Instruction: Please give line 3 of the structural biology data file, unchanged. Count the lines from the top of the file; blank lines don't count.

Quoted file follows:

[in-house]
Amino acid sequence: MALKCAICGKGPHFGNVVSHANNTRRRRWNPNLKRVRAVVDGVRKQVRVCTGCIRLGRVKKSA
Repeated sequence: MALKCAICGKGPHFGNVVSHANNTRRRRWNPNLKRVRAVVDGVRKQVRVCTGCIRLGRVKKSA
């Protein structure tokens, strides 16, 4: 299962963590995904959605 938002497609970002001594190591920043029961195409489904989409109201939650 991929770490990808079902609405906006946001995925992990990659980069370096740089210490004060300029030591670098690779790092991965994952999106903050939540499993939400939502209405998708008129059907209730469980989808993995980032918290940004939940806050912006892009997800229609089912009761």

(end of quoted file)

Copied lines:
Repeated sequence: MALKCAICGKGPHFGNVVSHANNTRRRRWNPNLKRVRAVVDGVRKQVRVCTGCIRLGRVKKSA